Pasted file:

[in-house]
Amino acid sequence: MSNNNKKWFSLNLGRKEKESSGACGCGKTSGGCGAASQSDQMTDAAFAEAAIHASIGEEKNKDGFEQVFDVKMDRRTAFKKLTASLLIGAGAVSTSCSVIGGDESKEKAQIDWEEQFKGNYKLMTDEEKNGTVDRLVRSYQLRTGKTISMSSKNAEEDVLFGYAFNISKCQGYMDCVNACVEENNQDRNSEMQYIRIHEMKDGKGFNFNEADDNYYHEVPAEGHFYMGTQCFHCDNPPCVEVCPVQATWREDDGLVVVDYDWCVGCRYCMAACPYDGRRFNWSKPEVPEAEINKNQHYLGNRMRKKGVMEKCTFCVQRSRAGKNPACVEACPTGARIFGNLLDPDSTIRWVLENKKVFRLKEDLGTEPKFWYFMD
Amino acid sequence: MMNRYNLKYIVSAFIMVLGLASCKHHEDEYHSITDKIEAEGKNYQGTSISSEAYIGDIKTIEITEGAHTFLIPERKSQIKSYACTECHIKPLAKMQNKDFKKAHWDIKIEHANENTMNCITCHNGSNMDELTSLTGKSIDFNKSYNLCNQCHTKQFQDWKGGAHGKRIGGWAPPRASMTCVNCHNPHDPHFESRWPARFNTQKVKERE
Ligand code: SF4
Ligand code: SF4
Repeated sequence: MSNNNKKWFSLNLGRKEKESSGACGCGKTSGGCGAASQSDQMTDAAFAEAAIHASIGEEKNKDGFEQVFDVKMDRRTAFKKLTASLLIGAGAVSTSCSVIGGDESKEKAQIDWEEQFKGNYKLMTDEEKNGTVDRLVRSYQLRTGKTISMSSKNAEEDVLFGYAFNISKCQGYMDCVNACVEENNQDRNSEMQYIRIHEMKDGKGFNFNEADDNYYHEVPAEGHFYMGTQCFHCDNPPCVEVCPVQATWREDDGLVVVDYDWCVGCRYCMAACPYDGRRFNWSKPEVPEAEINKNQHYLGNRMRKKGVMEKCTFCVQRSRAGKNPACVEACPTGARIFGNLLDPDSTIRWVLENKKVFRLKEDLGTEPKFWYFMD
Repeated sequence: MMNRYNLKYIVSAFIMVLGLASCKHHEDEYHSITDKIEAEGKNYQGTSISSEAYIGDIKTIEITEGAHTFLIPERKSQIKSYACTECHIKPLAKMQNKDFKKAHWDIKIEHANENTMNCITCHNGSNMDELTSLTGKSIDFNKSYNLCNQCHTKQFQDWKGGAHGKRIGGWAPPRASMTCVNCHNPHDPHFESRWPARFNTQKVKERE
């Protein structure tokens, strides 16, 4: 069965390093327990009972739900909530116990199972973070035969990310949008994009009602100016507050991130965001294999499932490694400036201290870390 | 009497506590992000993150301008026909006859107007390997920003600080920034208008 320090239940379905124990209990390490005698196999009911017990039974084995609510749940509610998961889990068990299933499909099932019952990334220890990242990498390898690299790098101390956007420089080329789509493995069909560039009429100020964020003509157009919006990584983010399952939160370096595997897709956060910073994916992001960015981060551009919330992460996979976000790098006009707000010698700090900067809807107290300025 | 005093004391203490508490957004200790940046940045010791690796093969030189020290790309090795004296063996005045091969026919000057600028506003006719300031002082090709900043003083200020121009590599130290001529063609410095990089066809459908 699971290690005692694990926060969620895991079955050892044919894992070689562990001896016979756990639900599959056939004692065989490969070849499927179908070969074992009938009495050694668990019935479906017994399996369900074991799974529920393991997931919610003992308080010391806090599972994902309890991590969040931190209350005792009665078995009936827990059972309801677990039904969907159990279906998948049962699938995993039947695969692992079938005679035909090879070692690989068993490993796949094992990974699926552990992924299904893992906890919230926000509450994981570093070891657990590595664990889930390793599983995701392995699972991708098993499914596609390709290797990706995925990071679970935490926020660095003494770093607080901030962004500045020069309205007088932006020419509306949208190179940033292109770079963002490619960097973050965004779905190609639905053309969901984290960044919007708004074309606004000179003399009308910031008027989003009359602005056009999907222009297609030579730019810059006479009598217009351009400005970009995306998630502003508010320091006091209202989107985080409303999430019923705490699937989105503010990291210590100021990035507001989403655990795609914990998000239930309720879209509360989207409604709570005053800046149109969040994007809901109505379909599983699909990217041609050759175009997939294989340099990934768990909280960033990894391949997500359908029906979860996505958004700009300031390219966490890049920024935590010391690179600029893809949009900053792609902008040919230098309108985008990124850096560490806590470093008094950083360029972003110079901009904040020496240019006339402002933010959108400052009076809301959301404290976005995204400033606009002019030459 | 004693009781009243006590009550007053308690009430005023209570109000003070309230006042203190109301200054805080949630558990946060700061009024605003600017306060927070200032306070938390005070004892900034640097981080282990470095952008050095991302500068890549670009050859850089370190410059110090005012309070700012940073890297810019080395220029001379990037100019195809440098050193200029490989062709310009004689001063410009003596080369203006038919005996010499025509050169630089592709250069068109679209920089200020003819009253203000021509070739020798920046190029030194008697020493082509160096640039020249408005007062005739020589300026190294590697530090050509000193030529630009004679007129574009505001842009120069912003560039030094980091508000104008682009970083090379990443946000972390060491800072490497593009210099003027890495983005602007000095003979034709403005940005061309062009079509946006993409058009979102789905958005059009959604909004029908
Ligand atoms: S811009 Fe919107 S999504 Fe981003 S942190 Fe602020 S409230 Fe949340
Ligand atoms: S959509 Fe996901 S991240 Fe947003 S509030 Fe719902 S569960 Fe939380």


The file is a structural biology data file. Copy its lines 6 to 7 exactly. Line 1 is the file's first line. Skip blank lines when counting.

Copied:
Repeated sequence: MSNNNKKWFSLNLGRKEKESSGACGCGKTSGGCGAASQSDQMTDAAFAEAAIHASIGEEKNKDGFEQVFDVKMDRRTAFKKLTASLLIGAGAVSTSCSVIGGDESKEKAQIDWEEQFKGNYKLMTDEEKNGTVDRLVRSYQLRTGKTISMSSKNAEEDVLFGYAFNISKCQGYMDCVNACVEENNQDRNSEMQYIRIHEMKDGKGFNFNEADDNYYHEVPAEGHFYMGTQCFHCDNPPCVEVCPVQATWREDDGLVVVDYDWCVGCRYCMAACPYDGRRFNWSKPEVPEAEINKNQHYLGNRMRKKGVMEKCTFCVQRSRAGKNPACVEACPTGARIFGNLLDPDSTIRWVLENKKVFRLKEDLGTEPKFWYFMD
Repeated sequence: MMNRYNLKYIVSAFIMVLGLASCKHHEDEYHSITDKIEAEGKNYQGTSISSEAYIGDIKTIEITEGAHTFLIPERKSQIKSYACTECHIKPLAKMQNKDFKKAHWDIKIEHANENTMNCITCHNGSNMDELTSLTGKSIDFNKSYNLCNQCHTKQFQDWKGGAHGKRIGGWAPPRASMTCVNCHNPHDPHFESRWPARFNTQKVKERE